Student employment can be a challenge if it conflicts with co-curricular opportunities, and this conflict is likely to arise if the student employment is off campus and not affiliated with any academic or campus program. I will echo what I wrote in a previous blog about the importance of finding a good job. A good job is one that can enrich the academic experience, is often on campus, and most importantly is meaningful for the student’s current and future success. Federal- and institutional-work-study programs are uniquely positioned to minimize this potential conflict for students, while simultaneously addressing access, equity, and inclusion. An example of galvanizing federal-work-study (FWS) placements to create an innovative path for students to engage in a high impact practice is the OSCAR program at George Mason University (Nazaire & Usher, 2015). This program, from the Office of Student Scholarship, Creative Activities, and Research creates and sustains student placement with faculty to engage in undergraduate research. Students who are eligible for FWS, which means they are economically disadvantaged and at greater risk for attrition in the first two years of college, are recruited and given mentorship to serve as OSCAR research assistants. Nazaire and Usher (2015) evaluated this program and found that one of the major barriers students listed for not engaging in internships or research was that these are often unpaid experiences. They highlighted the comments of a student who reflected on the fact that his or her classmates from more “well-off backgrounds” were deepening their resumes and CVs with these experiences and that this inequitable opportunity structure was contributing to the perpetuation of stunted social immobility post-graduation for students from more modest income backgrounds.

In addition to receiving opportunities that keep OSCAR students on pace with other classmates from more economically advantageous backgrounds were the opportunities for mentorship. What makes a job a high impact practice is not just meaningful experience but the development of social capital through guided training and personal investment. Another benefit of the OSCAR program is that it takes away the expectation that students initiate relationship or assistantship with a faculty member. The program also reduces the ability of faculty to tap only students that catch their eye, a process that is problematic given that we easily fall into patterns that might unintentionally overlook qualified students from different backgrounds than ourselves. In fact, the OSCAR program saw higher numbers of participation in undergraduate research across all ethnic and racial groups in comparison to the general population of students not involved with OSCAR.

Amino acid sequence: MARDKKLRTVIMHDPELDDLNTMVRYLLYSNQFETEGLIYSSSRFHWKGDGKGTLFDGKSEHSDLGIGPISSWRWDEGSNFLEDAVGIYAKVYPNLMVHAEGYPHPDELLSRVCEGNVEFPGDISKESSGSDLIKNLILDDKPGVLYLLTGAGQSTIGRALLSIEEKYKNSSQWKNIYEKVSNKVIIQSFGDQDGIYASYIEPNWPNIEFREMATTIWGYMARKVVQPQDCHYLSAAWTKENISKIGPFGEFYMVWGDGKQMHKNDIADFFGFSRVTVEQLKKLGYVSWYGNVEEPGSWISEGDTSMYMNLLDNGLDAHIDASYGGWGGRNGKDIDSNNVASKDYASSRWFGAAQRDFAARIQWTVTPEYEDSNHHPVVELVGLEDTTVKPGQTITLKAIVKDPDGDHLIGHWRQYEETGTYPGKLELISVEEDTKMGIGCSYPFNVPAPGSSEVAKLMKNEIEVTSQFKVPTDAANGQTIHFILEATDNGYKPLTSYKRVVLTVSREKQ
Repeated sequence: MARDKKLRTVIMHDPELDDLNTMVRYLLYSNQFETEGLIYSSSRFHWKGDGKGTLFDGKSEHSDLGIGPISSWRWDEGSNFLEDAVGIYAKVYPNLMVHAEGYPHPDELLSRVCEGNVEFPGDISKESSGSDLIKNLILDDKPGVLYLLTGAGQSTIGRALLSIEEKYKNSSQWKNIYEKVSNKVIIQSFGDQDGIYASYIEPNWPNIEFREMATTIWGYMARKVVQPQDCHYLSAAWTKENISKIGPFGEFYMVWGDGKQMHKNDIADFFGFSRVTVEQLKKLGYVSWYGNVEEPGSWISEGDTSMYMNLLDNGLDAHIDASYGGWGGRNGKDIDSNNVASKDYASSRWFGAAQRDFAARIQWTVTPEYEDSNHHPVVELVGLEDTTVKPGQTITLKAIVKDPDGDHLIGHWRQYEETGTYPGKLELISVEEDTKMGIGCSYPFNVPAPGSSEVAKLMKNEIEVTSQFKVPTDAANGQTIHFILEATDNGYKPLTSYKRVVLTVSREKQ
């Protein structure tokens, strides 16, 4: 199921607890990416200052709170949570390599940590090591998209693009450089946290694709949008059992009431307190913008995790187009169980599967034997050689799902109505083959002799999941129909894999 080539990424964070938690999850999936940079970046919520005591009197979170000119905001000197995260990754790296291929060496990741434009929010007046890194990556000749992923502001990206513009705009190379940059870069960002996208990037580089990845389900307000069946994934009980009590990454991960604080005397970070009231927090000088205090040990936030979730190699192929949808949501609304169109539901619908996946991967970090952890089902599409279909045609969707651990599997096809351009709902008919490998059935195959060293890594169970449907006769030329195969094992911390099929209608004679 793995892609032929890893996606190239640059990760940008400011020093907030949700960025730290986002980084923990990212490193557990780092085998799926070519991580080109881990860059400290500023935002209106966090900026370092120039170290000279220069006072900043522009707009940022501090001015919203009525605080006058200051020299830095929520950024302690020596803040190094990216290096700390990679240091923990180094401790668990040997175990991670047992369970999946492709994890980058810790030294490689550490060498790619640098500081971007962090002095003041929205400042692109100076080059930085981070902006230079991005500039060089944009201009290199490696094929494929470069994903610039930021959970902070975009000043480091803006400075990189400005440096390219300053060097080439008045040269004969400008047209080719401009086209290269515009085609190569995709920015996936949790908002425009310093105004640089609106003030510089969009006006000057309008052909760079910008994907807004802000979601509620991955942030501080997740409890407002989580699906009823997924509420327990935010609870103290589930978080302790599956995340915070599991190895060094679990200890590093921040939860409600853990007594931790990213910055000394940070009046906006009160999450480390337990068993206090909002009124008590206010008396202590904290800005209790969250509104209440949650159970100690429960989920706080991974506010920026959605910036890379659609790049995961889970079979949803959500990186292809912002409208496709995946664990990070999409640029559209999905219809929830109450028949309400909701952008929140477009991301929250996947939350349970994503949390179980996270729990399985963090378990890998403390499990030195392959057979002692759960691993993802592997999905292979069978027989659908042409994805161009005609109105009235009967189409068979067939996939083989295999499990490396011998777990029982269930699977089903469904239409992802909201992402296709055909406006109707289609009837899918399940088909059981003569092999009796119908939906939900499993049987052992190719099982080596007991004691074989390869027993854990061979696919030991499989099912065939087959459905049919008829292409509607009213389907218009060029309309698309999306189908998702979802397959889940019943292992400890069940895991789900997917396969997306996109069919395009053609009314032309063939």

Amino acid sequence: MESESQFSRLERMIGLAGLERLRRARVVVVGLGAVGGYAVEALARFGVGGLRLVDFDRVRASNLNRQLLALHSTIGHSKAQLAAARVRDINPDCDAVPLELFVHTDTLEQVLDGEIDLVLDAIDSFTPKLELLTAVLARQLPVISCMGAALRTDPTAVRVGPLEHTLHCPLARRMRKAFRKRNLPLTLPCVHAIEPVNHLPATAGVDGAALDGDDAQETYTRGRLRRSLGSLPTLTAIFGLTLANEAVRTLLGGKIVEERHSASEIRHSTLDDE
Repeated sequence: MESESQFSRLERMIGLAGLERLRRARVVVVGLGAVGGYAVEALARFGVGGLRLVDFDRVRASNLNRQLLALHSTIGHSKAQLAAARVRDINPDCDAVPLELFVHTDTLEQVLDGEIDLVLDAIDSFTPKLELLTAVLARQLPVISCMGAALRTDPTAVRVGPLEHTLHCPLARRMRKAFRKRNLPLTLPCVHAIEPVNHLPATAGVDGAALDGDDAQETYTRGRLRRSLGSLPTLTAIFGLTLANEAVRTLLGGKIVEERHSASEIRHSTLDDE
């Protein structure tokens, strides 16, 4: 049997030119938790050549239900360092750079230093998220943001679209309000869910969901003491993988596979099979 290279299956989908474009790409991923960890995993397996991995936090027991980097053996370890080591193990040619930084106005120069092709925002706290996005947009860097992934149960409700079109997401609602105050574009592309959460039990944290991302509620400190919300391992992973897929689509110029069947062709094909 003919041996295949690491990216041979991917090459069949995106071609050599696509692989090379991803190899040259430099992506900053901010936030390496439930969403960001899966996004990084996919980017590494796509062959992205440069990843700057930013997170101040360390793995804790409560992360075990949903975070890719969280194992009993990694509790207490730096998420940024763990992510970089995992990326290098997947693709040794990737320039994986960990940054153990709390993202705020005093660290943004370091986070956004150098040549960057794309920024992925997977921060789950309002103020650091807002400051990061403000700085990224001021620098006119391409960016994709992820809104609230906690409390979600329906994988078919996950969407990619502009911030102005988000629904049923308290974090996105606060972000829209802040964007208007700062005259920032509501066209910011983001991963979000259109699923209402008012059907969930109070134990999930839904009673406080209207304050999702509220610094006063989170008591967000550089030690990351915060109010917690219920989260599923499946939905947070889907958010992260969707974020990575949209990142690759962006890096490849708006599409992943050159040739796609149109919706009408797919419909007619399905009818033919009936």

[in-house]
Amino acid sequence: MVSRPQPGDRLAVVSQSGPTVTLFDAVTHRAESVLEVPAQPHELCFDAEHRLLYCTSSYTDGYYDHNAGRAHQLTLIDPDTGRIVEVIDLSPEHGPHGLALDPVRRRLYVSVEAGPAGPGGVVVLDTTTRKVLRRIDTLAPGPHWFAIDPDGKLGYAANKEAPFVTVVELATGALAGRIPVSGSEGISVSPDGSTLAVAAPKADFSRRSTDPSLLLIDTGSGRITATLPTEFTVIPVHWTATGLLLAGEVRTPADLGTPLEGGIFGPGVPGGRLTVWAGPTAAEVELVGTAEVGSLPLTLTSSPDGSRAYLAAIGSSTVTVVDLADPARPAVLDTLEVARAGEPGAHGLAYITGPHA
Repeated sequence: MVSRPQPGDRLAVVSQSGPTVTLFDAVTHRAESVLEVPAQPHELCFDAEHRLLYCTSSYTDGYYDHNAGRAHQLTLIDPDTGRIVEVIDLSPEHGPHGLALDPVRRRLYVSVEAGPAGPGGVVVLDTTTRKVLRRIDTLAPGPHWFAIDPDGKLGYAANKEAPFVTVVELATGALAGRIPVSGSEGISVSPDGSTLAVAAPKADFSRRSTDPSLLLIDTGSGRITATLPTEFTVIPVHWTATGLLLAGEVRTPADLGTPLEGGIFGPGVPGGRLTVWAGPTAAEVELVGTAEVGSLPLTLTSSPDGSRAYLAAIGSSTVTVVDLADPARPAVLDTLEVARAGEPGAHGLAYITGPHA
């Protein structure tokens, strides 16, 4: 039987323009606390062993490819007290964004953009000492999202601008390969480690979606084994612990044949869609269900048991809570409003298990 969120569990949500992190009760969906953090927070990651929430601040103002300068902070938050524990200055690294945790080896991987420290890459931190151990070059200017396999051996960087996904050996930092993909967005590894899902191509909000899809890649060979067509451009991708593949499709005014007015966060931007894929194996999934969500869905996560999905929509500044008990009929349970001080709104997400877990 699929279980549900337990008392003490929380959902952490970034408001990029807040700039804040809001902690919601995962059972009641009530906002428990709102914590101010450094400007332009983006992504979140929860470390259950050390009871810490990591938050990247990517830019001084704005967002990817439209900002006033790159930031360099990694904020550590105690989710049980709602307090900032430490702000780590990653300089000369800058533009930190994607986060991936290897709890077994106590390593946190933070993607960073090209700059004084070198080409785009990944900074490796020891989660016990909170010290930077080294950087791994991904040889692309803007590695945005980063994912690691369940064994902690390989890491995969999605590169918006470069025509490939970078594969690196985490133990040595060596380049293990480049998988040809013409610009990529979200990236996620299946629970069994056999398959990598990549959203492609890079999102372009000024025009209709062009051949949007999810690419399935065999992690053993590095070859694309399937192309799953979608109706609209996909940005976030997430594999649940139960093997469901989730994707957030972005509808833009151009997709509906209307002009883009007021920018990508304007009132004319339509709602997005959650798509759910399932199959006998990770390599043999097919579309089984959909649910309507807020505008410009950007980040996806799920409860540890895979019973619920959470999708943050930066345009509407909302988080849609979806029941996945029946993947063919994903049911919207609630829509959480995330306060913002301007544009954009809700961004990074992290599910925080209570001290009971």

I do not think that the OSCAR program can work at every institution; George Mason University is a public research intensive-university, which means that the expectations for faculty research, graduate student involvement, and number of students needed to support research projects is different from other smaller institutions. However, intentionally creating frameworks or institutional structures that facilitate student engagement in HIPs is key in sustaining diversity, inclusion and equity.

Works Cited

College Student Enrollment. 2019. “In the Condition of Education 2019.” Retrieved June 26, 2019 from

Nazaire, Denise Wanda, and Bethany McKay Usher. 2015. “Increasing the participation of historically underrepresented groups in undergraduate research using federal work-study.” Perspectives on Undergraduate Research and Mentoring, 4.1. Retrieved July 11, 2019 from

Twenge, Jean M., and Kristen Donnelly. 2016. “Generational differences in American students’ reasons for going to college, 1971–2014: The rise of extrinsic motives.” The Journal of Social Psychology, 156 (6): 620-629, DOI: 10.1080/00224545.2016.1152214

Buffie Longmire-Avital, associate professor of psychology and coordinator of African and African-American studies, is the 2018-2020 Center for Engaged Learning Scholar. Dr. Longmire-Avital’s CEL Scholar project focuses on diversity and inclusion in high-impact practices.

How to cite this post:

Longmire-Avital, Buffie. 2019, July 16. Tackling Inequitable Opportunity Structures in HIPs. [Blog Post]. Retrieved from